Procedure and formalities following a death

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Here are listed all the procedures you must do as the partner or relative of the deceased following a death in France.

Death at home

If the deceased has been treated by a doctor during the four weeks preceding the death and has received medical care, you should contact the doctor and advise them of the death. The doctor will attend the body and issue a certificate (please note that this is not the Death Certificate). In most areas, the doctor will notify the funérarium (funeral parlour) and arrange to have the body collected. If this isn't done, you should contact your local police.

If the deceased has not been treated by a doctor recently, the local police must be contacted and be advised of the death. They will require the name and address of the deceased (have the passport and address of the deceased available as means of identification) as well as the name(s) of the next of kin.

The police will then visit the home in order to authorise the removal of the body (and, if needed, may organize an autopsy to be carried out in case of a doubt as to the cause of death).

Once the body is removed, you will be requested to visit the office of the funérarium (usually the next day), to make the funeral arrangements.

Death in hospital

If the death occurs in hospital, the next of kin may be contacted by telephone from the hospital or by the police. They will want to know where the funeral or cremation is to be held, the funeral director at the funérarium could, on your instructions, arrange for the body to be cremated. After the cremation, the ashes will be returned and if desired, a service of remembrance can be held at the funérarium.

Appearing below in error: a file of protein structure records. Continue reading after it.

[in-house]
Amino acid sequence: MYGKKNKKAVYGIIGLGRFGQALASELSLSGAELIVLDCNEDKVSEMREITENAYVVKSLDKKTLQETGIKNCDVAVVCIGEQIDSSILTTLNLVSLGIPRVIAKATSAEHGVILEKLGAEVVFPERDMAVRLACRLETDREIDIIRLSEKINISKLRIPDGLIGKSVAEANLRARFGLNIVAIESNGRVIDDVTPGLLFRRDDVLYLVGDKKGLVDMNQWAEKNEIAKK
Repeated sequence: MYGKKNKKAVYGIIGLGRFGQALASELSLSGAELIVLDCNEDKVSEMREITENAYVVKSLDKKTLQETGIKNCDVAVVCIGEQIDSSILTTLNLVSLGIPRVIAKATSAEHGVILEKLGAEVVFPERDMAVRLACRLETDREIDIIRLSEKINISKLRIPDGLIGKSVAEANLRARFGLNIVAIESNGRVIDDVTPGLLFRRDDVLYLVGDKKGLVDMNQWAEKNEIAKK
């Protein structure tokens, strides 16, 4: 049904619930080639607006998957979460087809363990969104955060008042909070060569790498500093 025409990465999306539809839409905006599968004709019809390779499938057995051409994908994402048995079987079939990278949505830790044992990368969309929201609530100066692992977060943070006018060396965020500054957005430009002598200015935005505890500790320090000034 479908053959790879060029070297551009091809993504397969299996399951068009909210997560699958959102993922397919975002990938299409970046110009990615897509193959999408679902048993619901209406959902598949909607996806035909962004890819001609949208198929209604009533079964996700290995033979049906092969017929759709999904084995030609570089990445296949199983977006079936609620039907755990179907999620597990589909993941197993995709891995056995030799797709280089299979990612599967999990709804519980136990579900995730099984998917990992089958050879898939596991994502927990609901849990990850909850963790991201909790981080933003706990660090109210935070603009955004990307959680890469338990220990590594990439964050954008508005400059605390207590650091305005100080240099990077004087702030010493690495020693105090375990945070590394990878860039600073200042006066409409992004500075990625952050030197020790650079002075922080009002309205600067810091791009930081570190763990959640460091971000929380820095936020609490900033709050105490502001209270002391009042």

Liasing with the funérarium

It is necessary to attend the funérarium as soon as possible after a death, in order to make arrangements for the burial or cremation. This is done by speaking to the Director and filling out a simple form of Contract. You will be asked to state whether you want a cremation or burial. In the case of a cremation, the ashes will be available for collection at some point later, so ask when this will be.

Please note that if death was the result of a road traffic accident or other situation where some criminal action may have occurred, then the body will only be released after an application has been made to the Court. This will require the intervention of a French Judge.

Be ready to supply the following documents or information at the funérarium:

  • Passport or ID of the deceased (unless the police have taken them already).
  • Passport or ID of the person (usually next of kin) giving instructions to the funérarium
  • Names of both parents of the deceased
  • Details of the place, date of birth, marital status and permanent address of the deceased in France or elsewhere.

Find out whether the funérarium are in possession of any documents that were with the deceased in hospital, such as a Passport or driving license. Any such documents should be collected at a later date from the funérarium. Normally, the passport is sent directly to the relevant Consulate for cancellation and then returned to the funérarium. However, if the passport of the deceased is returned intact to the next of kin by the funérarium, this must be sent to relevant Consulate (nearest to you) in order for the passport to be cancelled.